A timid man is the butt of practical jokes in a boarding house. He likes the proprietors' daughter Nancy, and she encourages him to stick up for himself, but he can't find the will or the strength. Then, he reads about a scientific breakthrough: a doctor has found a way to inject the personality of a bulldog into timid humans. He volunteers for a treatment, and soon he's storming toward the boarding house to put his tormentors in their place. Will he succeed or will something in the nature of things keep him living a dog's life? Written by
I'm a big fan of both Harry Langdon and the output of the Hal Roach Studios from this era (as well as shrimp, for what it's worth), and this is the second I've seen of the eight shorts he starred in there. It seems that these two one-of-a-kind comic influences cam together in some pretty strange and unpredictable ways with some quite unforgettable comedies the result. "The Shrimp" is quite funny, and pretty out there.
Harry's naive, lost little boy character works well when he's made a victim of the harsh realities of the real world, and that situation occurs with greater force than ever at the beginning of this film as we start with an extended sequence in which Harry lives in a boarding house where all the other residents delight in constantly playing cruel pranks on him. Harry is funny as usual reacting to these -- but this sequence also serves to set up the cruel world around Harry and his character for something more unusual in of of his films, a science-fiction premise.
This one resembles in concept a bit what would be used later for Charley Chase in "Now We'll Tell One," but of course it plays out very differently. Harry is given a transfusion of the courage of a bulldog by a mad scientist, and how this plays out is the real humor of this film. Langdon's performance is very funny and wonderfully in-character as Harry, stunned by his own new bravery, goes back to the boarding house and retaliates on his neighbors with several hilariously random violent acts designed to show he's the boss. Somehow they're funnier because we can tell Harry, like a little boy, is more concerned with showing us that he's being violent than with actually being violent. Then, of course, he picks fights over random orders like, "You! Stop eating candy!" This short also benefits from the famous Hal Roach stock company of performers; the lovely Thelma Todd has a nice turn as one of Harry tormentors. Not only did she star in her own comedy series, but she was a leading lady for Harry Langdon, Laurel & Hardy, Charley Chase, The Marx Brothers, Buster Keaton, Wheeler & Woolsey, and Jimmy Durante. Not unimpressive. The enjoyably over-the-top mad doctor is the talented Max Davidson, who had a successful series of starring shorts with Roach in the late silent era, but his sound roles were probably limited by his noticeable German accent. The director is Charley Rogers, also an occasional on screen comic. It's good he could build a rapport with Langdon in these film, because he would form half a comedy team with him in a pair of feature comedies years later.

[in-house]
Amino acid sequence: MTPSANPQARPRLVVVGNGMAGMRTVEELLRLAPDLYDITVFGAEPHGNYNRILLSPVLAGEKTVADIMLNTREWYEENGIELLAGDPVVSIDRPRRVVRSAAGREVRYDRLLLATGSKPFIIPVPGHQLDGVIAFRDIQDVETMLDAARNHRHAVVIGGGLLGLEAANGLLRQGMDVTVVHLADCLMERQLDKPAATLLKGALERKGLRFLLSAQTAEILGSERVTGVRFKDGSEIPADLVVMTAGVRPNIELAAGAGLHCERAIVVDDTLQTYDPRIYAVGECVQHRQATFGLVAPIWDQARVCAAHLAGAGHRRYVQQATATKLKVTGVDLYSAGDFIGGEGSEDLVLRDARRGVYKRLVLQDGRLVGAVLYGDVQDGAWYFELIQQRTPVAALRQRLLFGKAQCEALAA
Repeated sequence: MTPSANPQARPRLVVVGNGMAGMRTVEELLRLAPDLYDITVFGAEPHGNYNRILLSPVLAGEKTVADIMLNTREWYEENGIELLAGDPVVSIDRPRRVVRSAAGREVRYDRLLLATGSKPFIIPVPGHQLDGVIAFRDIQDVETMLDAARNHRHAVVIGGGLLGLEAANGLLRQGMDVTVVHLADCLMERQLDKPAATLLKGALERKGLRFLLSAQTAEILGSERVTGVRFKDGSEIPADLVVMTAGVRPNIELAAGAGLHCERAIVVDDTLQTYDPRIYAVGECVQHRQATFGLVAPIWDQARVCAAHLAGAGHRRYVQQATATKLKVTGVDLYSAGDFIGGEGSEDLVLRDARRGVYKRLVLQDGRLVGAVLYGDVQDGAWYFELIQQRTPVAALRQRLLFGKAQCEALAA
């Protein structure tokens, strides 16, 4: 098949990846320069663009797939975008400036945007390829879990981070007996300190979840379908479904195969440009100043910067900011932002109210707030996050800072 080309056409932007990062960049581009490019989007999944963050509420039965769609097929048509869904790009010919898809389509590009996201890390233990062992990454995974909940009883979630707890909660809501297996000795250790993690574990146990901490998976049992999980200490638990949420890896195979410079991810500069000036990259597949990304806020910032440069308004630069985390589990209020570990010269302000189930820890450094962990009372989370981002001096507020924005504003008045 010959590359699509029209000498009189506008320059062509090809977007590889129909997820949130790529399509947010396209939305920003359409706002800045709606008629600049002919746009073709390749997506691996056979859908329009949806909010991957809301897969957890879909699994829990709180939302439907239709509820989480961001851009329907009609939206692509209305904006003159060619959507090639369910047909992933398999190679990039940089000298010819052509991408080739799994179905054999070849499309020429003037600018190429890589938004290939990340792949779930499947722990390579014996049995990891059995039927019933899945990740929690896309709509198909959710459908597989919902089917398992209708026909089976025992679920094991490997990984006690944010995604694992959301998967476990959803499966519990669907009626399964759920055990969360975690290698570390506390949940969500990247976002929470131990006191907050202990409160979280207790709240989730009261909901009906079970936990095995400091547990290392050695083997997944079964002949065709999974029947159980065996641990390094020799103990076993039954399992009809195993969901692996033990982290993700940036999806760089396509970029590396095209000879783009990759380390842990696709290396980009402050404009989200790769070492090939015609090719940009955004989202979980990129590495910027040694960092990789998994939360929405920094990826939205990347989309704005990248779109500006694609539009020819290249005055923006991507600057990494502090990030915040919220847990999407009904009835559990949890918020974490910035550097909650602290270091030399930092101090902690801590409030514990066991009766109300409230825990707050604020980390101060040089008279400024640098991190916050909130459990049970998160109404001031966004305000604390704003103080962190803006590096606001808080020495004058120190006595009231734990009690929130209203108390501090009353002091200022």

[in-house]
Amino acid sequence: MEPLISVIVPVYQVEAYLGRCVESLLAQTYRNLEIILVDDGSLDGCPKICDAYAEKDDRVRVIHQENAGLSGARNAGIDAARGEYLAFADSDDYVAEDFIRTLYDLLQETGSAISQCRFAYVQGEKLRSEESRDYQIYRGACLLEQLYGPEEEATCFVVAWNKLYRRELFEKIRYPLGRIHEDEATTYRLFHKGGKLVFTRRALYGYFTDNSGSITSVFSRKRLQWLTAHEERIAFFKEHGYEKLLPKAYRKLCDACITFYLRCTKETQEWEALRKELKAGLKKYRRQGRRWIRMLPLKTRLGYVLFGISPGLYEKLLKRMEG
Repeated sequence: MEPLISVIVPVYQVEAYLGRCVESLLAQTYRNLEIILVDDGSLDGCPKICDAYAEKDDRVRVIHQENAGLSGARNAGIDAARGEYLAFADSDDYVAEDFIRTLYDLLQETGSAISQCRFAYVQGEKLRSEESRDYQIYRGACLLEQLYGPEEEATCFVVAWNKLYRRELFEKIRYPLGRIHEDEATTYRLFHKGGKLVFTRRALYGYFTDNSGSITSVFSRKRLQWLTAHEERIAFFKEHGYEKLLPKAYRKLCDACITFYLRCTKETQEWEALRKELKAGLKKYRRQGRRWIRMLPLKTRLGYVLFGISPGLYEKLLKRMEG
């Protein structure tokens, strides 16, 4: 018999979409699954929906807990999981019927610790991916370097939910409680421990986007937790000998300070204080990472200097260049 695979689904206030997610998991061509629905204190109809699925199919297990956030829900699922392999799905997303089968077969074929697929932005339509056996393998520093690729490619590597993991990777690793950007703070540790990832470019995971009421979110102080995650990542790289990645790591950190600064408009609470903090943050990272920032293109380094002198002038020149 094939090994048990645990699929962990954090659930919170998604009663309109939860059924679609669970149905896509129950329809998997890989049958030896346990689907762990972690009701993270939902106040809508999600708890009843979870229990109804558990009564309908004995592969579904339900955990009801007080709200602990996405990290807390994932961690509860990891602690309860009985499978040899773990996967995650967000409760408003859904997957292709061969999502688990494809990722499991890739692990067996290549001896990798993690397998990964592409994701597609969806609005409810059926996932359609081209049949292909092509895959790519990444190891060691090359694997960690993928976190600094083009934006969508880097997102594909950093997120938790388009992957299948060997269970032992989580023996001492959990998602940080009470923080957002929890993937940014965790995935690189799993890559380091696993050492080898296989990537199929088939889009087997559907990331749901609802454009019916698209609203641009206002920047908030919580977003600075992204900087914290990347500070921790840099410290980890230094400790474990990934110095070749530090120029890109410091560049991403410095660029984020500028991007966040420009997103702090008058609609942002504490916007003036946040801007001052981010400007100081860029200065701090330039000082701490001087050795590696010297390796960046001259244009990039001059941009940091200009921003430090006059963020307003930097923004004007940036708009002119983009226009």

This is a very original and odd -- and pretty memorable -- Langdon comedy. He definitely didn't have to give up on his tendency to black humor when he went over to Hal Roach and the talkies, and that's a good thing in this case.
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